EPA to Publish Slaughterhouse Water Pollution Standards Following Lawsuit
Improved standards will help protect wildlife in impacted areas
WASHINGTON, D.C. — On March 1, the U.S. Environmental Protection Agency (EPA) announced its intent to publish updated water pollution control standards for slaughterhouses, following a lawsuit filed by a coalition of community and conservation organizations late last year. The proposed standards are due before the end of 2023 and will be finalized by 2025.
The EPA published the rulemaking timeline as part of a proposed consent decree that would resolve the community and conservation groups’ lawsuit, filed by Earthjustice and the Environmental Integrity Project on behalf of the Animal Legal Defense Fund, Cape Fear River Watch, Rural Empowerment Association for Community Help, Waterkeepers Chesapeake, Center for Biological Diversity, Environment America, Food & Water Watch, The Humane Society of the United States, and Waterkeeper Alliance.
The coalition filed the lawsuit under the Clean Water Act against the EPA after the agency failed to revise federal water pollution standards for slaughterhouses that discharge processed wastewater into waterways or facilities that send wastewater to sewage plants before discharging into rivers and streams that can harm wild animals living and roaming in those areas. These standards haven’t been updated since at least 2004, and more than a third of slaughterhouses operate under guidelines from the 1970s. The Clean Water Act mandates that the EPA set such standards and review them annually to determine whether they comply with the latest in pollution-control technology.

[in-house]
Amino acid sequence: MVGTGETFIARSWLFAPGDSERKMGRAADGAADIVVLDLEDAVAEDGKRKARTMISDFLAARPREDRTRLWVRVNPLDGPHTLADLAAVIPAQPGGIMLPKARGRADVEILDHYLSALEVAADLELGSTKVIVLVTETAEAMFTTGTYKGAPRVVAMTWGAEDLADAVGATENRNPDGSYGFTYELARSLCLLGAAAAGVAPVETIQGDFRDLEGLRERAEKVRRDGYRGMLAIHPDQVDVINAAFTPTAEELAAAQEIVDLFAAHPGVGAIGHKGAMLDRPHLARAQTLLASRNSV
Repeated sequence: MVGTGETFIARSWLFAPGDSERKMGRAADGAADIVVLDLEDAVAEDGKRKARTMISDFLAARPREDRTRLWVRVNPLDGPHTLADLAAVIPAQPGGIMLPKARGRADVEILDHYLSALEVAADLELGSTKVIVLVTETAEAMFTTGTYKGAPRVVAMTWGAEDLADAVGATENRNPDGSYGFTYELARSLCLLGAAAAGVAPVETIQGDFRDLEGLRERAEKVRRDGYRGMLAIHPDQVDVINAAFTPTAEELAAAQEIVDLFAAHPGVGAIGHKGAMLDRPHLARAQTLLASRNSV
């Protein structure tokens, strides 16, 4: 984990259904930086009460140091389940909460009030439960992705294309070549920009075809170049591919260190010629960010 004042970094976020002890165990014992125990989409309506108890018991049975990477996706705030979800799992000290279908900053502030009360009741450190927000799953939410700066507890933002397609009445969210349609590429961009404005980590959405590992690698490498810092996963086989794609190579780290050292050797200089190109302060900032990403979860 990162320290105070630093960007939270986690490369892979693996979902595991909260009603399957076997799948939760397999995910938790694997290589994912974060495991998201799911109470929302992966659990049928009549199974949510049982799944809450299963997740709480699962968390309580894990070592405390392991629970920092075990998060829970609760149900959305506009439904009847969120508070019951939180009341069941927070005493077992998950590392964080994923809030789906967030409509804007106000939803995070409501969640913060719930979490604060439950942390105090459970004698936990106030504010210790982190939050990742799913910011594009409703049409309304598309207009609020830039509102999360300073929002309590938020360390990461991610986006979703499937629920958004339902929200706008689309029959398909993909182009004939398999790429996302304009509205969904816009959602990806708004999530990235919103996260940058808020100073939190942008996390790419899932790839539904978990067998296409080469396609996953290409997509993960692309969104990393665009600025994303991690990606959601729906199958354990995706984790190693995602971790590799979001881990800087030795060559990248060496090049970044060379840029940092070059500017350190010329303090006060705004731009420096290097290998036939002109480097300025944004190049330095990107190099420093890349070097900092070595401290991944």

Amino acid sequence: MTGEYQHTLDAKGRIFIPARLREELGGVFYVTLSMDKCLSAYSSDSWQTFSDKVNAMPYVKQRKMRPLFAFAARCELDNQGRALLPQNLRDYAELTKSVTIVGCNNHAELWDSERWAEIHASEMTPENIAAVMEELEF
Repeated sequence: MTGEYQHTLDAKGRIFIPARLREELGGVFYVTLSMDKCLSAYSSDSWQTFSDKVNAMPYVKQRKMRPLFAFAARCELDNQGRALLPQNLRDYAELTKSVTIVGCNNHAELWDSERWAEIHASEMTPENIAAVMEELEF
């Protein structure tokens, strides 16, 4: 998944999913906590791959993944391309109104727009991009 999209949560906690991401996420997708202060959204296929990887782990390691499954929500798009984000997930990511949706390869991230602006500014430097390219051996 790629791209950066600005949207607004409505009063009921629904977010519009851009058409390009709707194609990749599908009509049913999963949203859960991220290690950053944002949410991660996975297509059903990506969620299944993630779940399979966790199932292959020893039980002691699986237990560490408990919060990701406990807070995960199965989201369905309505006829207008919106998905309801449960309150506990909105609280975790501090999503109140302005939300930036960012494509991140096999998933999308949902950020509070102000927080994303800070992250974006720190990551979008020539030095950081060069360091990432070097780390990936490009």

“Allowing slaughterhouses to operate under outdated pollution limits is just one more way the federal government has subsidized industrial animal agriculture,” said Animal Legal Defense Fund Managing Attorney Amanda Howell. “We hope that EPA’s new standards will ensure that communities and animals living downstream of slaughterhouses are no longer burdened by this industries’ cost-saving measures.”
Technology that can reduce pollution exists, and the EPA has recognized slaughterhouses are one of the largest industrial sources of nitrogen water pollution without updated standards.
But instead of protecting the environment and public health, the federal government has been giving slaughterhouses, which kill more than 8 billion chickens, 100 million pigs, and 30 million cows annually, a free pass by allowing them to operate under ineffective and outdated water pollution standards. These plants discharge contaminants such as blood, oil, grease, and fats, as well as nitrogen and phosphorous pollution. The costs of their pollution are borne largely by communities with lower incomes whose drinking water is jeopardized, as well as neighboring wild animals who depend on clean water to survive.
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